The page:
In a recent media release, TEU Tumu Whakarae National President Michael Gilchrist said, ‘we are baffled that for all the talk of collaboration and the unifying of the system, we have a first run of the legislation saying that industry will drive the direction of vocational education’.

It is baffling, especially if we take the view that vocational education and training (VET) is preparation for life-long learning in occupations, careers, trades and professions, in public and private sectors – not just for industry.  

But it is perhaps predictable. For two decades, successive Tertiary Education Strategies have consistently privileged business and industry.  

Most recently, one of the background papers leading up to the Bill has been quite explicit. It announced, for instance:  

“Create Workforce Development Councils: Around four to seven industry-governed bodies, to give industry greater leadership across vocational education.

(for business owners)  The reform of vocational education presents an opportunity for you to decide what you want industry training to look like and to work with the Government to make it happen.

Industry and employers will have greater influence over the courses and training offered within the new vocational education system, making it easier for you to access training that meets your changing needs. Industry-governed workforce development councils will have comprehensive responsibilities, including advising on funding decisions, standard setting and learner assessment” (Conversation: Reform of Vocational Education, Aug 2019).  

Likewise, in his initial speech proposing the NZ Institute of Skills ad Technology, the Minister announced a strong role for external groups and prioritised industry:  

“...the Government’s first proposal is to give industry an increased leadership role in vocational education... a system that will work for everyone, with strong industry leadership...”

There may be two factors driving the development. One is that the moment industry and Industry Training Organisations (ITOs) learned of the coming changes, they beat a path to the Minister’s office to protest. The outcome is a trade-off: industry loses ITOs but gets overall direction of VET programmes.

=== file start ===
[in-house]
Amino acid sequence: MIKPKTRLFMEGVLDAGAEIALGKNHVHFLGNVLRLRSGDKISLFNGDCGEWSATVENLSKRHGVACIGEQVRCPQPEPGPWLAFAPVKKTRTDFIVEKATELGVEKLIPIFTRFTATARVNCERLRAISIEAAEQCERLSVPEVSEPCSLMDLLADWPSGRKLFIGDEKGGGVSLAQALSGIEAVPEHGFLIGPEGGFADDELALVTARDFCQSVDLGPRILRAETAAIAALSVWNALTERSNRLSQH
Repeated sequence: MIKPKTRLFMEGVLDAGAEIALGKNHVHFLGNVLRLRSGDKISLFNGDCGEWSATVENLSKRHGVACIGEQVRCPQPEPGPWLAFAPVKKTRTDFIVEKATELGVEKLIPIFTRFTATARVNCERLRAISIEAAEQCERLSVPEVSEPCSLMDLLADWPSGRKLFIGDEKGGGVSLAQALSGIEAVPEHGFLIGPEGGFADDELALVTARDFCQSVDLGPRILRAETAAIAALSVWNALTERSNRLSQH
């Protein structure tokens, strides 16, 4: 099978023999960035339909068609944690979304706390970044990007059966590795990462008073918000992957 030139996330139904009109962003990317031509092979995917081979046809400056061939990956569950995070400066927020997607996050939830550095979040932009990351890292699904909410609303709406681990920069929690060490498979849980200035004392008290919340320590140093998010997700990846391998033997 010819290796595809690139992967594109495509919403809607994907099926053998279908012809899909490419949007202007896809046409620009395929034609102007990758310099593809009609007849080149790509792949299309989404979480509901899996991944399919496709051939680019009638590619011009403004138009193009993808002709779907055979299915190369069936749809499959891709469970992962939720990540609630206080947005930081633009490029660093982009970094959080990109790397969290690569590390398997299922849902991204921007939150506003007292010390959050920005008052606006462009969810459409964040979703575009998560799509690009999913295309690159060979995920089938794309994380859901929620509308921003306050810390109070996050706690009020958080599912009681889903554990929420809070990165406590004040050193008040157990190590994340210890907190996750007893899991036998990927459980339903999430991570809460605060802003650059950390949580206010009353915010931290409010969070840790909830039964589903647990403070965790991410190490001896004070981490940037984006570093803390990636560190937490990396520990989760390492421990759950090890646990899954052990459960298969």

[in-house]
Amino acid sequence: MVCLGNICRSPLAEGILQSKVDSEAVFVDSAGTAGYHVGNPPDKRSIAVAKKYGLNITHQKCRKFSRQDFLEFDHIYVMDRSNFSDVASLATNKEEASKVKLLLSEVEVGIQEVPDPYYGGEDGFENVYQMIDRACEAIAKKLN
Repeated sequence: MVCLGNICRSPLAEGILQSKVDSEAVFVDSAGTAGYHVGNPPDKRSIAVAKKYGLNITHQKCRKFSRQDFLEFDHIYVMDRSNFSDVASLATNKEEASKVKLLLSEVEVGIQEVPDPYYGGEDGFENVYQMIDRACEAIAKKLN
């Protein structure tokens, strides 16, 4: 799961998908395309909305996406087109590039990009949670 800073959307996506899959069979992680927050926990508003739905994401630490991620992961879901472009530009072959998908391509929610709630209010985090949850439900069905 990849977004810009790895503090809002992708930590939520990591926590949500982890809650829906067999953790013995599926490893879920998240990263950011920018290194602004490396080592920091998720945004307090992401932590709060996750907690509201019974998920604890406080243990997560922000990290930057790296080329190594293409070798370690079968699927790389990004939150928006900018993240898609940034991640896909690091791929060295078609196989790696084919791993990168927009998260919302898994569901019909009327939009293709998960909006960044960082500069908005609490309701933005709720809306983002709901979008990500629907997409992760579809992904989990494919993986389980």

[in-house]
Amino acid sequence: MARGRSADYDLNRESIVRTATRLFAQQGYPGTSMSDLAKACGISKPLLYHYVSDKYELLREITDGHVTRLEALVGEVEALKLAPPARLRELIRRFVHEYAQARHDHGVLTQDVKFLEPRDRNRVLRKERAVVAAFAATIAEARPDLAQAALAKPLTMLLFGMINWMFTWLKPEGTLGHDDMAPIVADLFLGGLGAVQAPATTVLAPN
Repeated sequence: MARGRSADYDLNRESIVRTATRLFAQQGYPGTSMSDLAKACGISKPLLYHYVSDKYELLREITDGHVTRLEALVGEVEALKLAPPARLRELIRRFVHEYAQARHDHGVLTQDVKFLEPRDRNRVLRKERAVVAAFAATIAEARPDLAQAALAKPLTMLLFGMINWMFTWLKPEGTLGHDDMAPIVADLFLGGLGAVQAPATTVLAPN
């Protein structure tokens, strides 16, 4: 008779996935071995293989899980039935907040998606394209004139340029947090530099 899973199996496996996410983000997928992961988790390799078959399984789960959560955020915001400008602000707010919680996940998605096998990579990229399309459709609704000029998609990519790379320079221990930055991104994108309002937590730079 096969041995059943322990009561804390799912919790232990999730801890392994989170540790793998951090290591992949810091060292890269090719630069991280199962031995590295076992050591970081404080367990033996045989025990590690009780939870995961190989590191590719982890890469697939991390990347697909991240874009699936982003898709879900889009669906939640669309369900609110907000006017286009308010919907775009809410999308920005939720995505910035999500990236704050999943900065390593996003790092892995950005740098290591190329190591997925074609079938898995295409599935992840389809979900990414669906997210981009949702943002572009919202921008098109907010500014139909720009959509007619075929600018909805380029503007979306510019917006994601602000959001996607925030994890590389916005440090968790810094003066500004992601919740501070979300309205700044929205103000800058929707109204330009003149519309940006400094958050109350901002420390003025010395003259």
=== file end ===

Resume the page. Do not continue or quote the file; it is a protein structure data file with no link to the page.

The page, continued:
The other factor is that vocational education is TEC territory. It is entirely consistent for the TEC to promote skills-based, work-ready VE, and therefore to favour industry oversight.  

Hence the Bill has a sharply limited notion of vocational education:  

“vocational education and training means education and training that leads to the achievement of industry-developed skill standards, qualifications, or other awards”.  

I argue something quite traditional. It is the academic teaching staff of polytechnics who should direct VET, bringing their careers to bear, and working with industry as they see fit.    

Polytechnic staff have no trouble relating to industries, building connections with them, working with industry, consulting, drawing on specialized knowledge beyond their own institutions. But it is the task of polytechnic staff to direct the education.  

If polytechnic staff have responses to the Bill, now is the time to act. The Bill will presumably go to a Parliamentary Select Committee, which is duty-bound to invite written and spoken submissions.  

But beyond the useful Parliamentary action, what are the chances that a large majority of the TEU local branches could respond vigorously to the Minister about the direction of the Bill? We need to act now.